Creating Boundaries With Courage

During the past few months, my boundaries have been tested again. As a recovering people-pleaser (aka the one that rarely says “no” or the “nice girl”), I am very familiar with my patterns after many, many years of inner work untangling my unhealthy boundaries. One thing that did surprise me this time though was how clear I was about what was happening, my trust in myself and how easily I said “no” without an explanation or apologising. Now, don’t get me wrong, I still have work to do, however I am glad I continue to create boundaries with courage.

 

What is a Boundary?

Let’s start with some definitions of a boundary. A boundary is –

  • “a line which marks the limits of an area; a dividing line.” ~ Google and Oxford Dictionary
  • “something (such as a river, a fence, or an imaginary line) that shows where an area ends and another area begins.” ~ Merriam-Webster
  • “Something that indicates a border or limit.” ~ The Free Dictionary

 

What are Personal Boundaries?

Personal boundaries are similar to the boundaries described above, however the lines relate to people and their behaviour. The lines are similar to property lines and –

  • define where your responsibility begins and where it ends,
  • help keep us safe and see who we are and who we are not,
  • clarify your needs in a relationship,
  • provide a moral compass,
  • are held in place by decisions and actions,
  • is a limit that promotes integrity,
  • evolve throughout our lives,
  • can be visible (i.e. physical boundaries like fences) or invisible (i.e. emotional boundaries),
  • contribute to healthy relationships, and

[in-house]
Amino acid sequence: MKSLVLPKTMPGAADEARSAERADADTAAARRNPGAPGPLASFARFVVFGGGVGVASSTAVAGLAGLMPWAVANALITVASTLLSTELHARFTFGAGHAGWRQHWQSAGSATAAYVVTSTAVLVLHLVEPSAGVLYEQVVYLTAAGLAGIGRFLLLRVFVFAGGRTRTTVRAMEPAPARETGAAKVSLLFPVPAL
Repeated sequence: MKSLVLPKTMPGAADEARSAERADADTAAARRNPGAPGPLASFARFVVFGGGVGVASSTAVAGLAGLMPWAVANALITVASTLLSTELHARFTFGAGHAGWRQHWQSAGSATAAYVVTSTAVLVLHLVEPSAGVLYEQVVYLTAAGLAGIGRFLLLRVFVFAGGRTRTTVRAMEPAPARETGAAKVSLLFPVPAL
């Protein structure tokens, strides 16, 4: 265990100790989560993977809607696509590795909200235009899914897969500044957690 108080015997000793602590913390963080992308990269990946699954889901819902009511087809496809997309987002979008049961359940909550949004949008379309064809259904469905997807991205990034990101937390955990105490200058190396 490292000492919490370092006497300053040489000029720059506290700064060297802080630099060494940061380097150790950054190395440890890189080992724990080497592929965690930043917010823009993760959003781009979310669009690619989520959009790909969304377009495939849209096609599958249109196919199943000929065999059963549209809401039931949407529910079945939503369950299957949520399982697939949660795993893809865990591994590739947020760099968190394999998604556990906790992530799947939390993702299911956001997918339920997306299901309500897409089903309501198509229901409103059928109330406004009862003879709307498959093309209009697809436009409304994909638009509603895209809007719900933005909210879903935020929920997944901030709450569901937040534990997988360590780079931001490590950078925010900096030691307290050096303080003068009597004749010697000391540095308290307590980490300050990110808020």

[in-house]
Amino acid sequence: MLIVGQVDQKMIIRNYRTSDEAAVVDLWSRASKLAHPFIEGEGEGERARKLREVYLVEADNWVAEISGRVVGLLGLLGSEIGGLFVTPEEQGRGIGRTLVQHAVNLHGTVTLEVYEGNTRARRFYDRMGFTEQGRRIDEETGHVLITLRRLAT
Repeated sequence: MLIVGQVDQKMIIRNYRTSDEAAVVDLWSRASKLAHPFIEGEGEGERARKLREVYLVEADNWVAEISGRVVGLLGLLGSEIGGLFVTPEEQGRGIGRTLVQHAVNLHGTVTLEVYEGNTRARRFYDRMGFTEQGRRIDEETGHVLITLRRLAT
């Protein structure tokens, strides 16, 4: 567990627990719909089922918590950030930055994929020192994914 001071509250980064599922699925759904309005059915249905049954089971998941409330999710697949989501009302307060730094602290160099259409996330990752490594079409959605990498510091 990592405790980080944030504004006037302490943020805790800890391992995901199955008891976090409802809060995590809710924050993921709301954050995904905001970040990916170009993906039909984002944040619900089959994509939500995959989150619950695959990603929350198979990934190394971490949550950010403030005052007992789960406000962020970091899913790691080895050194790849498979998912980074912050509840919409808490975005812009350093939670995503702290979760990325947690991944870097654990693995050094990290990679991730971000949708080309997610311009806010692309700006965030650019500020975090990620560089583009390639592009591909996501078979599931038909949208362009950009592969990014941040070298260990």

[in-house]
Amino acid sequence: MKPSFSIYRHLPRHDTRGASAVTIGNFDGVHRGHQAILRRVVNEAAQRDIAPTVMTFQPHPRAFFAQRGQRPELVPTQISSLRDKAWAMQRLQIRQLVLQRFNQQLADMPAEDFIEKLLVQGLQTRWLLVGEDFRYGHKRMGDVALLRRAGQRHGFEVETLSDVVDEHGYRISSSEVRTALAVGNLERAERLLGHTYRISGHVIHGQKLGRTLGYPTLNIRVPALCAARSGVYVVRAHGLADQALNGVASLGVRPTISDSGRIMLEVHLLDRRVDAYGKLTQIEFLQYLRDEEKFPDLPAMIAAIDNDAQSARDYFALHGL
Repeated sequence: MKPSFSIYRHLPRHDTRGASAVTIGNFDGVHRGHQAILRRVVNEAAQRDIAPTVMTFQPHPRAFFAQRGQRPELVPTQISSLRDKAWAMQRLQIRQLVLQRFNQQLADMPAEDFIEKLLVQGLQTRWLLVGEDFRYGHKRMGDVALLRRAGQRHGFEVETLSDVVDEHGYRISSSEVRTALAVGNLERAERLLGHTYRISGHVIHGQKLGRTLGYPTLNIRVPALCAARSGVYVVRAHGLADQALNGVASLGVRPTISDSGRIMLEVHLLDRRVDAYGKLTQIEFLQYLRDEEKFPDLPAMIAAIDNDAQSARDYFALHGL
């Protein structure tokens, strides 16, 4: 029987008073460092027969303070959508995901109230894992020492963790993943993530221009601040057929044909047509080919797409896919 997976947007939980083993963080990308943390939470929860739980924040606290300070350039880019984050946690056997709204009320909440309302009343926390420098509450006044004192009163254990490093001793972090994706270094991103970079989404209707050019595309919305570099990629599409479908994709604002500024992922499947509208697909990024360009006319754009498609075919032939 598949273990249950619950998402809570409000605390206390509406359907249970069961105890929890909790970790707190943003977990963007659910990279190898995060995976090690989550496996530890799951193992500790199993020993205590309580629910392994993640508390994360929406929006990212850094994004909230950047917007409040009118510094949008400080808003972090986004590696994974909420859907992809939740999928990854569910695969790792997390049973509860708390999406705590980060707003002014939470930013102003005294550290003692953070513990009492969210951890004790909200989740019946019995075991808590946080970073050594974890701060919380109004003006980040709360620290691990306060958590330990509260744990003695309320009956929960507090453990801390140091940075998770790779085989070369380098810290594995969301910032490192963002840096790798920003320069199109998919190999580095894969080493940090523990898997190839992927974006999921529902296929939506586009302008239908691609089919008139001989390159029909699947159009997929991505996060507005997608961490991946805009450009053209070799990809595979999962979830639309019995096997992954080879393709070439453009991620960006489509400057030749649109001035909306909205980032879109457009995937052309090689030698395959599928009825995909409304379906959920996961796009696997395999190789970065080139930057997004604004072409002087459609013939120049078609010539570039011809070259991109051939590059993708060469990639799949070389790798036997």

• allow us to see our responsibility for ourselves and to others.

 

What is Courage?

There are many definitions of courage including –

  • “the ability to do something that frightens one; bravery,” and “strength in the face of pain or grief.” ~ Google
  • “the ability to control your fear in a dangerous or difficult situation” and “to be brave and confident enough to do what you believe in” ~ Cambridge Dictionary
  • “The ability to do something that frightens one; bravery” ~ Oxford Dictionaries
  • “mental or moral strength to venture, persevere, and withstand danger, fear, or difficulty” ~ Merriam-Webster Dictionary
  • The Latin origin of cor means ‘heart’ and middle English denotes the heart, as the seat of feelings.

 

What Do Healthy Boundaries Look Like?

The following image shows what healthy and unhealthy boundaries look like –

Creating Boundaries With Courage

After reading the definitions of boundaries, personal boundaries and courage, what does Boundaries With Courage mean for you? For me it is about respect, responsibility, trust, love and compassion. It is also recognising that boundaries are important in all aspects of our lives. For example –

  • Emotional – e.g. being true to yourself and nourishing your energy,
  • Environmental / Legal – e.g. laws within society (i.e. property or driving a car),
  • Psychological – e.g. allowing you to choose what you think about and believe,
  • Physical / Sexual – e.g. your body and having the right to say ‘no’ in a relationship,
  • Financial – e.g. where you choose to spend and invest your money,
  • Relationship / Social – e.g. the different roles and/or relationships you have in your life,
  • Professional – e.g. your roles and responsibilities at work, and
  • Spiritual – e.g. knowing your core values and who you are.

 

Over to You…

I hope this post has give you some insight in to creating boundaries with courage. What words resonate with your around boundaries? Feel free to share them below! Also, if you have any comments, please leave them below or pop over to our Facebook page. If you are ready to start creating boundaries with courage, click here.

 

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